by Tom Finan, Executive Director, Construction Forum STL
Joe Blanner, the president of Construction Forum STL and I had a conversation about what the "focused action" part of the Forum's mission statement means to each of us. The day before (June 20), we had seen the "inclusive engagement" part in action at a Forum event on the Central Corridor for which 614 people had registered. Last Friday the "unbiased communication" piece was at work when I wrote an analysis of President Trump's Executive Order on apprenticeship that 372 people clicked on in the Forum newsletter.
All of that's very edifying and we're grateful. But, as I said to Joe, "Without the action piece, we're just a media company." I worked for and ran media companies for close to five decades. It wasn't the prospect of doing the same thing that led me to sit down in 2010 and compose the concept for the Forum. It was the desire to work for change for a better future for our region.
In early 2011 I became discouraged and abandoned the Forum concept because of those who wanted it to be more about talk than action. Then in 2012, out of the blue came a young man who had found my idea on the Internet. Joe, who was just 37 at the time, shared my passion for leaving St. Louis a better place than he had found it.
Out Standing in the Field
Later the day of our June 20 event, we were standing in 90-plus heat in the middle of a field on the near South Side with members of our team from Gateway Welcome Project. The GWP is the the 501(c)3 the Forum helped to form to welcome immigrants and refugees to the region and the workforce. Our meeting was with Scott Walker, the President/CEO of Kingdom House.
It is a 115 year organization, located near Nestle Purina on Tucker, that began as an immigrant settlement house. Today it serves over 2,000 people, evenly divided between African Americans and HIspanics. We were doing a site visit to consider building a soccer training facility for the neighborhood, similar to the one that GWP completed last year for Nahed Chapman New American Academy.
Within two blocks of Kingdom House are five public housing projects. Also nearby are a public elementary school and the Lift for Life Academy. The GWP could see soccer clinics, family gatherings and more in a space that could be transformational for the neighborhood, and could send a powerful message from our industry.
That same day we met with grant writers on funding for the Construction Forum Education Foundation's initiative to build a pipeline of "kick the tires" career opportunities and mentoring for kids, beginning at middle school.
Over the last two years Joe Blanner has been consumed in historical research on various efforts at regional unity in our area, which will ultimately be published in two volumes. Joe developed his enthusiasm for this research when he discovered the writings of his wife's grandfather, one of the pioneers in the efforts at regionalism for the St. Louis area.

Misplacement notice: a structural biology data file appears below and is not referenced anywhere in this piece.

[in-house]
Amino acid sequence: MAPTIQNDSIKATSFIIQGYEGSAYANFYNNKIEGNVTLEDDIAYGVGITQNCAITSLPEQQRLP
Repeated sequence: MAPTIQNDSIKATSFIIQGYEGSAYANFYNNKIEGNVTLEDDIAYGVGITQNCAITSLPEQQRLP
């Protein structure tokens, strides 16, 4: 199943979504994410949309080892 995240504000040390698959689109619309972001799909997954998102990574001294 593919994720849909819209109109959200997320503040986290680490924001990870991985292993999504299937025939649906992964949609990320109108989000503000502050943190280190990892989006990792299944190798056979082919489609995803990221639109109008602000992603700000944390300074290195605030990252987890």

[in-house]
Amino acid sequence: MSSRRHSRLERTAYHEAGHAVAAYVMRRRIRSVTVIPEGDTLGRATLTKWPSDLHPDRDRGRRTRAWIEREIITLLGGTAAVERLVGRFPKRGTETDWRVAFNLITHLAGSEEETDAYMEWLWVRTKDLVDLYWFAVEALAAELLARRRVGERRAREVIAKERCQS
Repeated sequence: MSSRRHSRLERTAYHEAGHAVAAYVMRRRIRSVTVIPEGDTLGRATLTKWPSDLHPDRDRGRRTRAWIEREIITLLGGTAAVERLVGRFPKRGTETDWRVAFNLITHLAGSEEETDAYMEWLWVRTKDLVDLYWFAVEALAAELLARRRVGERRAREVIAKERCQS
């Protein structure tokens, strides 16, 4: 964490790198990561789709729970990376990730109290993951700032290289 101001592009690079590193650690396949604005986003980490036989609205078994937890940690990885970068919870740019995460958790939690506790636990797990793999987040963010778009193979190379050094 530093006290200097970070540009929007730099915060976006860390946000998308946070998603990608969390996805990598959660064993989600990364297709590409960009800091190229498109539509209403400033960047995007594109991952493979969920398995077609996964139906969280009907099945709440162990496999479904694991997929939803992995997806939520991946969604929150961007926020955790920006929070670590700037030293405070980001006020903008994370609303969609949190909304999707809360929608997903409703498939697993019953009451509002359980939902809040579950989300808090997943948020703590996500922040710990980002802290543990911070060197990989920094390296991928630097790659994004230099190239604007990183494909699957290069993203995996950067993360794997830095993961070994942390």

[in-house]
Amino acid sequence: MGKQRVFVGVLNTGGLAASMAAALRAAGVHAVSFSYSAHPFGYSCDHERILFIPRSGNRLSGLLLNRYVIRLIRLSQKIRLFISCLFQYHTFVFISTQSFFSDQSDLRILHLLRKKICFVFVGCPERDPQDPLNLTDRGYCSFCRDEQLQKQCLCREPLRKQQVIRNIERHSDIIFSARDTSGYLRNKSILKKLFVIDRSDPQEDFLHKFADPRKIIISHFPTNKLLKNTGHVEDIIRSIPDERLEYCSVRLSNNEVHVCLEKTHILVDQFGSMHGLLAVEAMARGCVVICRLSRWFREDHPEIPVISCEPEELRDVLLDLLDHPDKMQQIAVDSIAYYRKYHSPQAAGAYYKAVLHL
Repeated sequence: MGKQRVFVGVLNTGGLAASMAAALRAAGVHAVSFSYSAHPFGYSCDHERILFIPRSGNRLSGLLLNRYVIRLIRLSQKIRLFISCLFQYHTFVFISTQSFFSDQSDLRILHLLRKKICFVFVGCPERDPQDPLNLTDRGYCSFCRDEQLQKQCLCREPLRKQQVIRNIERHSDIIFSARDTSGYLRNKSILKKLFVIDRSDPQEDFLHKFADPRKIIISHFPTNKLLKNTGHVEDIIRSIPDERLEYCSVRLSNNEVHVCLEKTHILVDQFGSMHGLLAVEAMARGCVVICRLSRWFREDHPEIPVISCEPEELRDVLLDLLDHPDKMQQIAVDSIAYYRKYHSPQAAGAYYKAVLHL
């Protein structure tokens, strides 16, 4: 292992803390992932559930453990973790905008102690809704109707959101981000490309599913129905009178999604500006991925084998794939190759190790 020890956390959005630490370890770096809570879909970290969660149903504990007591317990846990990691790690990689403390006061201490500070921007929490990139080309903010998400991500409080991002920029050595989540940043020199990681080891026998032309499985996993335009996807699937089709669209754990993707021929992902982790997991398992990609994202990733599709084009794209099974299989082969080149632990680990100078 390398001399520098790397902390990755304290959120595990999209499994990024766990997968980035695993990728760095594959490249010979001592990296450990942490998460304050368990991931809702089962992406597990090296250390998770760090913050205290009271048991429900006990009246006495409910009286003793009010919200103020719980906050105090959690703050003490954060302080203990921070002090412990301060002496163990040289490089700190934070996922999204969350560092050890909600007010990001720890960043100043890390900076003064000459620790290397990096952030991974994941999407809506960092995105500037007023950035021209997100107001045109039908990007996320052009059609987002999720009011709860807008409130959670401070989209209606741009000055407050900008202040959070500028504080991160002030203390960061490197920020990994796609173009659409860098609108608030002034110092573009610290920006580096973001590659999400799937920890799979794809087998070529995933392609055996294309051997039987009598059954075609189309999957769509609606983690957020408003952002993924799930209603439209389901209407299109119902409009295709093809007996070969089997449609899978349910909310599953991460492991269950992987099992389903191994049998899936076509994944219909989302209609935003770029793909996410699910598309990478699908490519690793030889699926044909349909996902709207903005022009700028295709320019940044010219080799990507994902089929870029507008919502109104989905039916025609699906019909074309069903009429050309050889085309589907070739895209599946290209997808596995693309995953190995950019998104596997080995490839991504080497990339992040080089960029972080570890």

He is not writing the books as a history lesson, but rather as a map of what has worked what has not worked over the years in terms of regionalism efforts here. He will also suggest, based on his research, a path forward.
A Legacy of Action
One of my favorite films is the Jimmy Stewart classic “It’s a Wonderful Life.” It’s the story of George Bailey, man who wanted to see the world and ended up running the family business after his dad died suddenly.
Part of the reason why I identify so strongly with that movie is is that it's my story. George's dad's business was the Bailey Building and Loan, a business that helped families build their futures. My dad was working on issues like inclusion, and workforce development, neighborhood redevelopment, and economic expansion in the late '60s and early '70s. In July of 1976, seven years after he founded a publication to be a voice for construction, and one month after I had joined him in that venture, he was suddenly gone from us.
Like me, Joe Blanner, a student of history, is inspired by the greatness that has marked our region's past, and by the possibilities for the future. History teaches us what focused action can achieve and can help to light a path forward.
One Man, Focused Action
A couple of years ago the late legendary architect Gene Mackey. a man of action who loved St. Louis passionately, gave me a reading assignment: "Brookings: A Biography", published in 1937. Robert Brookings began his career as a wooden spoon and bucket salesman. He was a millionaire by the time he was 30 in 1880. At that point he decided to spend the rest of his life giving back to the St. Louis region, and later to the nation, through focused action.
While he was still working in the business in which he was a partner with Samuel Cupples, Brookings built the Cupples warehouses downtown – one of the first intermodal logistics centers. In the public phase of his career he envisioned and built Washington University's original hilltop campus, and the beginnings of BJC Kingshighway campus. He served in Washington, DC on Woodrow Wilson's War Industry Board and chaired the price fixing committee. He then founded the Brookings Institution, a nonprofit public policy organization based in Washington, whose mission is research that leads to new ideas for solving problems facing society.
In other words, focused action.
Writing on the Wall
Almost five years ago – a year in which my Mom died and I wanted so much to thank both my parents for what they gave me – I noticed for the first time while again watching "It's a Wonderful Life" the framed quote hanging on the wall beneath a picture of the Peter, father of George Bailey:
“All you can take with you is that which you’ve given away.”
The quote reminded me of the most important thing my parents gave to me – and the most important thing we can give to our families, to our industry, and to our community: our time.
Or to put it another way: "Focused action."